Rodents, Rabbits, and Raptors, Oh My!

Date and Time: 
Friday, 18 March, 2016 - 11:30
, Rebecca - University of Minnesota Morris
, Suzanne - University of Arizona
, Paul - University of Arizona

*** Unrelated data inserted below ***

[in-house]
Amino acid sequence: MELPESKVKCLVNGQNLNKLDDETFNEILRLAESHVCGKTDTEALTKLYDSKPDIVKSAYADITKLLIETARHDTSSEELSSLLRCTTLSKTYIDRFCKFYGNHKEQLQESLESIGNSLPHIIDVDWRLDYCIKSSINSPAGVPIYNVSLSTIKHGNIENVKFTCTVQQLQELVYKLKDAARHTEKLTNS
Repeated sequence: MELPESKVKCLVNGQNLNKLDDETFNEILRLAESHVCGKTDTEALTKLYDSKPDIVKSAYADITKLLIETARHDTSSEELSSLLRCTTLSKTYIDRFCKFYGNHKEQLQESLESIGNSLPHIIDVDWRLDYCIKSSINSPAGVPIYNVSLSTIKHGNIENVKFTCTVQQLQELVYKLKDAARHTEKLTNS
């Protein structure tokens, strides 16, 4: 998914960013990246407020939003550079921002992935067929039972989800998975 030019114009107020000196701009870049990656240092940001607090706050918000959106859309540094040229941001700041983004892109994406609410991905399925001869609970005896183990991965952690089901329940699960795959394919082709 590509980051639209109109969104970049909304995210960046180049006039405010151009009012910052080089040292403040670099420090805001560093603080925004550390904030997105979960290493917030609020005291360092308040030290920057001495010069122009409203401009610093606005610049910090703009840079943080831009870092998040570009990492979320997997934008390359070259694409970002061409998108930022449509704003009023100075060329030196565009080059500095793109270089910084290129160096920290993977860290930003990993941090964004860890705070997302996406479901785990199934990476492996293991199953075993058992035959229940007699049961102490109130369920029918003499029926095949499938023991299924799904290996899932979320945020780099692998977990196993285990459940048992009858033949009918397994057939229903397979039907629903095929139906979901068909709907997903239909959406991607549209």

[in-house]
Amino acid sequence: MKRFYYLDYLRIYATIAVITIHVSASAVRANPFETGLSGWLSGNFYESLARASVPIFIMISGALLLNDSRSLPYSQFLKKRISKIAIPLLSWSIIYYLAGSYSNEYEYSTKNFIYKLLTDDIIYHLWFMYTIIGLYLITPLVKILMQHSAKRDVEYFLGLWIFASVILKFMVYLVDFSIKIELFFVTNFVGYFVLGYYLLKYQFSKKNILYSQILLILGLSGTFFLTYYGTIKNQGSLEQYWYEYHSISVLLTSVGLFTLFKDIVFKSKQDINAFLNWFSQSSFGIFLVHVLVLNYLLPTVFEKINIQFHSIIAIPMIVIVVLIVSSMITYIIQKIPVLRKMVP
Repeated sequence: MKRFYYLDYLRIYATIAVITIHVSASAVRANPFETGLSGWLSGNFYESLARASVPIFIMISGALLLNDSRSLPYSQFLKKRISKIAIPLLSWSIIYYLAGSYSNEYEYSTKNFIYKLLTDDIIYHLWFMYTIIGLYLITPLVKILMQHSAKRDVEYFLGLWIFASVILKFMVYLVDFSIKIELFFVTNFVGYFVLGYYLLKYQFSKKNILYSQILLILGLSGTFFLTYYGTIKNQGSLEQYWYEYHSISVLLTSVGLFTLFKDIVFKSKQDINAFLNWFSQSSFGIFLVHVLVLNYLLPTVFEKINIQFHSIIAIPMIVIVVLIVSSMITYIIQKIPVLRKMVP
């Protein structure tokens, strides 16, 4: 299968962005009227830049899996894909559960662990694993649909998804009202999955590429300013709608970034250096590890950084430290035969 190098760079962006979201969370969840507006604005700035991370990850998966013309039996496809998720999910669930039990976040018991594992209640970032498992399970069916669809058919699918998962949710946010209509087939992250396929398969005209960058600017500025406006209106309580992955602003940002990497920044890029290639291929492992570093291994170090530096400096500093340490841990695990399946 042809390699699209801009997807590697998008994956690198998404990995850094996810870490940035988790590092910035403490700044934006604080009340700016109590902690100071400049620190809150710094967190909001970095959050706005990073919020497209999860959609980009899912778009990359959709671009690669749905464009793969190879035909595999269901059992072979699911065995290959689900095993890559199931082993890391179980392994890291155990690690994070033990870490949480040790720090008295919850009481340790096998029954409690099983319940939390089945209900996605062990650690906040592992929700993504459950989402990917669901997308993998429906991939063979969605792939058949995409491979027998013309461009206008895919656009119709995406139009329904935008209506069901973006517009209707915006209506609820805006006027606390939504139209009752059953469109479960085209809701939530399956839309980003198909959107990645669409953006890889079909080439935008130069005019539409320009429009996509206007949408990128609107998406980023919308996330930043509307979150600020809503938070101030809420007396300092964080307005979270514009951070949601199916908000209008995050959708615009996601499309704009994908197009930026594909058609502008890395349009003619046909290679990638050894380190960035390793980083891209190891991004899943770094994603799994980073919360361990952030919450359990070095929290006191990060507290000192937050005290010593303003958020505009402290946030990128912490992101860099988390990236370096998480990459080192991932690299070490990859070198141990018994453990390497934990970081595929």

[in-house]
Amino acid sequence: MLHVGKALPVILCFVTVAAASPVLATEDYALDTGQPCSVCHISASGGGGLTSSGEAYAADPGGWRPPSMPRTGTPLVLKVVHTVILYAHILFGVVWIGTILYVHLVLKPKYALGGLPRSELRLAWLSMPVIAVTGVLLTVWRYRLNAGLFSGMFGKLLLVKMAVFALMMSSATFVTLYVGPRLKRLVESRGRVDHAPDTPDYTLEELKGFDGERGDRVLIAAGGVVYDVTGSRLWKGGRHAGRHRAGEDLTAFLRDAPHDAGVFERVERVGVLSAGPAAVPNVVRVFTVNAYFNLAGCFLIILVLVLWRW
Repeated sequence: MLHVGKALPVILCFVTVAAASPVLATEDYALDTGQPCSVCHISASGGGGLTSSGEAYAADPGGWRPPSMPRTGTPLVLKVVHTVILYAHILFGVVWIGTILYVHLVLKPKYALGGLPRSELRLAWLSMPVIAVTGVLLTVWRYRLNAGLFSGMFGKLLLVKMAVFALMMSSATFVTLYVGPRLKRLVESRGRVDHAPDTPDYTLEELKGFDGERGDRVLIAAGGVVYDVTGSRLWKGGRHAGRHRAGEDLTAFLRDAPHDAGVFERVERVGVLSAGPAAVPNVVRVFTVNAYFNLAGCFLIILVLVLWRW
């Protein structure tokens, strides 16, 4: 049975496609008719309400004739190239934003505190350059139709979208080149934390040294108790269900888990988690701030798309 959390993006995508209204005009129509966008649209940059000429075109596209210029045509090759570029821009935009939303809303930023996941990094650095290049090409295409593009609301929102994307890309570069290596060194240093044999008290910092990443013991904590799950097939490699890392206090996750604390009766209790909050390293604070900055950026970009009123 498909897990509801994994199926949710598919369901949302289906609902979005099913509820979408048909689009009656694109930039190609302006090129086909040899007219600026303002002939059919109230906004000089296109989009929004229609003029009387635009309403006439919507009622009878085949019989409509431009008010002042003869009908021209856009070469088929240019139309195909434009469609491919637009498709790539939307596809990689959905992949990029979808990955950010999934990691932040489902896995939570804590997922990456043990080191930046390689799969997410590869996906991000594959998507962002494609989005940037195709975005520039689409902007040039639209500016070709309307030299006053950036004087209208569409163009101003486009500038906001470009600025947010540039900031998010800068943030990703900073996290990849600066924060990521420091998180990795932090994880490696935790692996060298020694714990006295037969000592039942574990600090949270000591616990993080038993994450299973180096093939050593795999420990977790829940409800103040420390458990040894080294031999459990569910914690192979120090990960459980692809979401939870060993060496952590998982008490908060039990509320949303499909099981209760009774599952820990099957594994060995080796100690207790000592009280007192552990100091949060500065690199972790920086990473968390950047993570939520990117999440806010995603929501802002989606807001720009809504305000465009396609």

The Marana Platform Mound, near Tucson, Arizona, provides an ideal database for understanding the roles of non-human animals in Hohokam Classic period communities. Due to the extensive nature of the Marana excavations, combined with the short period of site occupation, the faunal remains are a snapshot not only of Hohokam diet, but also of feasting and other ritual uses of fauna; the impact of agricultural methods on local animal communities; and family/individual differences in access to resources. This paper explores the spatial differences in faunal remains across compounds (assumed to be associated with particular lineages) and between rooms (assumed to be associated with individual households) to asses the causes of faunal variability. Ultimately, faunal resources and use show greater variability between rooms than between compounds, suggesting greater differences in resource access between households within the same lineage than between lineages.